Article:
World War 1 poems by Wilfred Owen - a comparison

Essay by mwilsoJunior High, 9th gradeA, October 2004

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World War 1 poems by Wilfred Owen

The pity of war, the pity war distilled.

Wilfred Owen, 1918

Wilfred Owen wrote a draft for a war poem shortly after war broke out entitled 'the Ballad of Peace and War'. It is ironic because it greatly contrasts with his later work. It can explain the naivety of him about war before joining up. The aim and effect of the poem is very patriotic and shows he is very proud and loves his country. "...their bodies of men vouchsafe to save the soul of England." Then he did not really consider the experience he would endure like the winter and the trenches. Nowadays, his most famous poems are those that picture the brutality of war. These include Exposure and Anthem for Doomed Youth.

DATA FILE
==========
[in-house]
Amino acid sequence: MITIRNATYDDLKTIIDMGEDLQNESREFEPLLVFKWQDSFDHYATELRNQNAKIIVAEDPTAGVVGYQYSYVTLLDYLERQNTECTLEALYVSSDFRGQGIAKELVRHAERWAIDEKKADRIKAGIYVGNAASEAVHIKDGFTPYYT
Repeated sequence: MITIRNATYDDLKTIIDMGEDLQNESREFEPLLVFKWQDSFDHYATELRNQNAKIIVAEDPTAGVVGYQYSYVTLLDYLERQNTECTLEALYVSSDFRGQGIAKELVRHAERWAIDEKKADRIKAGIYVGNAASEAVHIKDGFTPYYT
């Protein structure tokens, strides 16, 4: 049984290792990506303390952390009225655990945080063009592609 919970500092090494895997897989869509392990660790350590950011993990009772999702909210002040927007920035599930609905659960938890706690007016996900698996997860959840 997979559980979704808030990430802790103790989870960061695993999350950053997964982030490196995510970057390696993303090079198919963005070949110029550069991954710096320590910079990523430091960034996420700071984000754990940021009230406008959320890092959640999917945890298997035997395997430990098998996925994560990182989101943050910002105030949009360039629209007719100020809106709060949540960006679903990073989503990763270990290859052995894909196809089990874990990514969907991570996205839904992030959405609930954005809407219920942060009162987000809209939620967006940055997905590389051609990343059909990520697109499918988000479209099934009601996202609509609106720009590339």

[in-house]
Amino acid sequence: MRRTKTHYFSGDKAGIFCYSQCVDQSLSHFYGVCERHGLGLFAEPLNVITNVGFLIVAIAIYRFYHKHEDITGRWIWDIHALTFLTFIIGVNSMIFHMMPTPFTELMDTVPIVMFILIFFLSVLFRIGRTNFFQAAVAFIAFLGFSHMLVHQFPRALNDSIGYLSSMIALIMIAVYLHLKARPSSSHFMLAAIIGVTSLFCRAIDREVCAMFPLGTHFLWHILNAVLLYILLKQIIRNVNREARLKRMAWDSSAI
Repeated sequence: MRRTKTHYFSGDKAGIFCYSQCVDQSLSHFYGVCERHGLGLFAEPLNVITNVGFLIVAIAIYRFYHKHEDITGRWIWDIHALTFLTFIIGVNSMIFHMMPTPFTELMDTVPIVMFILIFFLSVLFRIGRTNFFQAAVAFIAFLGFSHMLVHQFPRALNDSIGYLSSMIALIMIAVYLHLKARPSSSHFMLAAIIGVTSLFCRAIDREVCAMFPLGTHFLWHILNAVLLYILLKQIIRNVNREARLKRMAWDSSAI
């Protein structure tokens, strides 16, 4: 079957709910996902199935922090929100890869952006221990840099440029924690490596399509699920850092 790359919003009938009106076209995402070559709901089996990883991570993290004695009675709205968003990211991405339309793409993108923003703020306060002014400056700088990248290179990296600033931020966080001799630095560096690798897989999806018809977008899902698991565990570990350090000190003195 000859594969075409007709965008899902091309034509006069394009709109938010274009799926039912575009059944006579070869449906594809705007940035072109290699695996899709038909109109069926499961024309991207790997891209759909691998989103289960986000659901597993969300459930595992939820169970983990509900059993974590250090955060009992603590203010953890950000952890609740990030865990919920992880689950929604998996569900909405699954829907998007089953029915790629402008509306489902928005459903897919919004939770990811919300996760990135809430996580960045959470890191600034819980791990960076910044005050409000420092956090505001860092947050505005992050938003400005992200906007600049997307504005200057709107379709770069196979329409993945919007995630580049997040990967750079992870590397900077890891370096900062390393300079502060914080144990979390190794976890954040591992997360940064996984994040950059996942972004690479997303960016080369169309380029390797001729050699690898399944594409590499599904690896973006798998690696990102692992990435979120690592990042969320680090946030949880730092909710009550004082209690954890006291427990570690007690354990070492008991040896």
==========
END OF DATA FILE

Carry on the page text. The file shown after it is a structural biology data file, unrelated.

The poem Exposure is what came out of Wilfred Owen's experience from serving in the Somme Sector in the bitter winter of 1916-1917.

From the way the poem is structured and from the words and methods, used you can tell Wilfred Owen needed them to set the scene of the cold winds and the depressed soldiers. The theme of the poem is very sad. It explains the harsh weather conditions, "merciless iced east winds that knive us...". It has a very slow tone in content and in structure, "Slowly our ghosts drag home". Sometimes mostly at the beginning the sentence ends with a ... giving more theme as the words trail off. The mood of the poem can be either a sad poem or an angry one. I would say it was definitely more of a protest than patriotism, "...all closed: on us the doors are closed,". The rhyming in the poem is total; (knive us/nervous, silent/salient) so as not to spoil the effect and to...